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Arthroscopic Stabilisation in Anterior Shoulder Instability: An Analysis of Mid-term Outcome

J Coll Physicians Surg Pak. 2023 Nov;33(11):1283-1287. doi: 10.29271/jcpsp.2023.11.1283.


OBJECTIVE: To assess the clinical outcome of arthroscopic stabilisation for recurrent anterior glenohumeral joint dislocations.

STUDY DESIGN: Case series. Place and Duration of the Study: Ghurki Trust Teaching Hospital, Lahore, from May 2018 to December 2022.

METHODOLOGY: Fifty-two patients who underwent arthroscopic repair of Bankart lesion were studied. Those who had concomitant fractures, neurological injury or underwent any surgery on the same shoulder were excluded. The outcome was assessed in terms of improvement in pain, constant and Rowe scores, postoperatively.

RESULTS: The mean delay in the procedure after the first dislocation was 65.15+38.23 months, and the mean follow-up period was 26.61+7.55 months. On final follow-up, improvement in pain was statistically significant (p<0.05): (VAS: 2.17+1.77 to 0.69+0.64 at rest and from 4.5+2.24 to 1.58+1.85 at motion). On subjective assessment, 50% of the sample was very satisfied, and an objective assessment showed statistically significant (p<0.05) improvement in Constant score from 65.4 to 78.6. Rowe score not only showed a significant improvement (from 31.6 to 80.3 with p<0.05), but 69.2% of the follow-up scores lied in the good and excellent results range as well. Recurrence was noted in 8 cases (15.3%).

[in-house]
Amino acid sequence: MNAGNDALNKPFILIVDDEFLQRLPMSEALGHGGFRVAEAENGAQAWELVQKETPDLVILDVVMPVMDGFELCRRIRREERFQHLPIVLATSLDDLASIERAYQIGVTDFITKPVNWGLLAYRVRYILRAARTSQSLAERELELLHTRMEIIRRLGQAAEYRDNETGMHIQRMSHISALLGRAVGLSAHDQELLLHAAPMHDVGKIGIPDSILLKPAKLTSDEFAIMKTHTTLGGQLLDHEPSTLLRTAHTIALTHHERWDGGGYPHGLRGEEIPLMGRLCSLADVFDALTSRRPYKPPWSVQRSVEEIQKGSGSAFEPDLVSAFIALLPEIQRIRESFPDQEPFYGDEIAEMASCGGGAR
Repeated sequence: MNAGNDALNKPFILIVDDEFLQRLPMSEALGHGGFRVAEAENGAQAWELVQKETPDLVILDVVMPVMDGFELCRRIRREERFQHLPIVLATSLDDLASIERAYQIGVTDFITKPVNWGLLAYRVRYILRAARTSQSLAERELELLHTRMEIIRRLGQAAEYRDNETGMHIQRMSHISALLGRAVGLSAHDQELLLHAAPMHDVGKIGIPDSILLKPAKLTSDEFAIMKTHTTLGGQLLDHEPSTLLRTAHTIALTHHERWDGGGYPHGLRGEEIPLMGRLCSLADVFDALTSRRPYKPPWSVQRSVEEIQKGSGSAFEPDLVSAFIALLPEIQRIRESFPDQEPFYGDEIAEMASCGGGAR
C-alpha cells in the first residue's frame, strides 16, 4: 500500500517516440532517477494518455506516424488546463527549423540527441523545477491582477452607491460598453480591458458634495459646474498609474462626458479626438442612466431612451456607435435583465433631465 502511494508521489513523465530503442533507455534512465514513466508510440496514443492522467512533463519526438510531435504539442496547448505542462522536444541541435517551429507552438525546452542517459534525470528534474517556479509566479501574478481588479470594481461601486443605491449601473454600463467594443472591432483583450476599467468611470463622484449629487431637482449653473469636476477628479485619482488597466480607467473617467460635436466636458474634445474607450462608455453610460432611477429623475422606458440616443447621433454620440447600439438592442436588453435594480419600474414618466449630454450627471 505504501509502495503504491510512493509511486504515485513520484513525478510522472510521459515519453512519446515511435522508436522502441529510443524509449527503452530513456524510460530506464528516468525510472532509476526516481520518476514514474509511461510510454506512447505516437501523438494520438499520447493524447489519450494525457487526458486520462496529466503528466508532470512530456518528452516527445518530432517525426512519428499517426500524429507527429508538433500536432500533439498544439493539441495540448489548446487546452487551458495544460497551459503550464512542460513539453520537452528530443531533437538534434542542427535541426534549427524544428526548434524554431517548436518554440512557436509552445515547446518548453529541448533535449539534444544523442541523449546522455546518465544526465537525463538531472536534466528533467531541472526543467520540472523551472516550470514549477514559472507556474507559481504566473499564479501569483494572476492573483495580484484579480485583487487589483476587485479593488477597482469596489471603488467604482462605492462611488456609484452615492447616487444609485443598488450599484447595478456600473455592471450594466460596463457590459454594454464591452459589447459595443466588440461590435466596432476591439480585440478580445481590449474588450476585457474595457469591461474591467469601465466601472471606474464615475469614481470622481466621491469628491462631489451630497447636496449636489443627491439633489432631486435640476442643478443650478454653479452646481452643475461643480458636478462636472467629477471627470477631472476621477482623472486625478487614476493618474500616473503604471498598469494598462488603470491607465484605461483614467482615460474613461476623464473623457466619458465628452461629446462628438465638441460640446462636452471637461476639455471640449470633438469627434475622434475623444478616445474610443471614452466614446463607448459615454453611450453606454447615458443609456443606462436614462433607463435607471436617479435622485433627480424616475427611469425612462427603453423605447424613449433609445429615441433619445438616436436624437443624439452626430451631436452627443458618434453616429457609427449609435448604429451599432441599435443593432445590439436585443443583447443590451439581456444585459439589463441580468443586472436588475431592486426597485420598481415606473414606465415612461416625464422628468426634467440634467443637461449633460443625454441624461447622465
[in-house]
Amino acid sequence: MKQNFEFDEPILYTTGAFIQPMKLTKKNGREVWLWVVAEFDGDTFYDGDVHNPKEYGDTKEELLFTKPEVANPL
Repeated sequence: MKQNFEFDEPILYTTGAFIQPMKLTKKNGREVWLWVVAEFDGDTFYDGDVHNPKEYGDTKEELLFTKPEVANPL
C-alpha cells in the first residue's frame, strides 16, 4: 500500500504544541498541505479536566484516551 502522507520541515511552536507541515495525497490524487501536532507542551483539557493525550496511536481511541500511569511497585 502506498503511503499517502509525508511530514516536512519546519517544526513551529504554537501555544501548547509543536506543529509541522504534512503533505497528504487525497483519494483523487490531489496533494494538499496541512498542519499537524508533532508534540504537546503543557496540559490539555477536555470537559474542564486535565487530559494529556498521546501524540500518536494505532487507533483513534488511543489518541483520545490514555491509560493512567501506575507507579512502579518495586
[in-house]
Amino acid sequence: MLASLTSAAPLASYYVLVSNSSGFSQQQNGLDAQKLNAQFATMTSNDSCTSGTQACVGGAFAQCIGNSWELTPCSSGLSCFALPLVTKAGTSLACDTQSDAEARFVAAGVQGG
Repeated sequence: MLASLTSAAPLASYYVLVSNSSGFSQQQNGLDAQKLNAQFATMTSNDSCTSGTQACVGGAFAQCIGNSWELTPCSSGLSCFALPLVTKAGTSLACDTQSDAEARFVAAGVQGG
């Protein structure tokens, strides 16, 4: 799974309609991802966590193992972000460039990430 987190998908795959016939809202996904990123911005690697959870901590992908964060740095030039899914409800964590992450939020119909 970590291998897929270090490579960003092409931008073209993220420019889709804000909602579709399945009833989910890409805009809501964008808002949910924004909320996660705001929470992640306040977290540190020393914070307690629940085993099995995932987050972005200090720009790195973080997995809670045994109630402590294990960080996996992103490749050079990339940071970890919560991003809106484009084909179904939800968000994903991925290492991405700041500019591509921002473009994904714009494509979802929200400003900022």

CONCLUSION: Significant clinical improvement was seen after arthroscopic stabilisation in anterior shoulder instability. However, further research is required regarding the recurrence rate and restriction in the range of motion.

KEY WORDS: Glenohumeral joint, Dislocation, Stabilisation, Shoulder arthroscopy.

PMID:37926882 | DOI:10.29271/jcpsp.2023.11.1283

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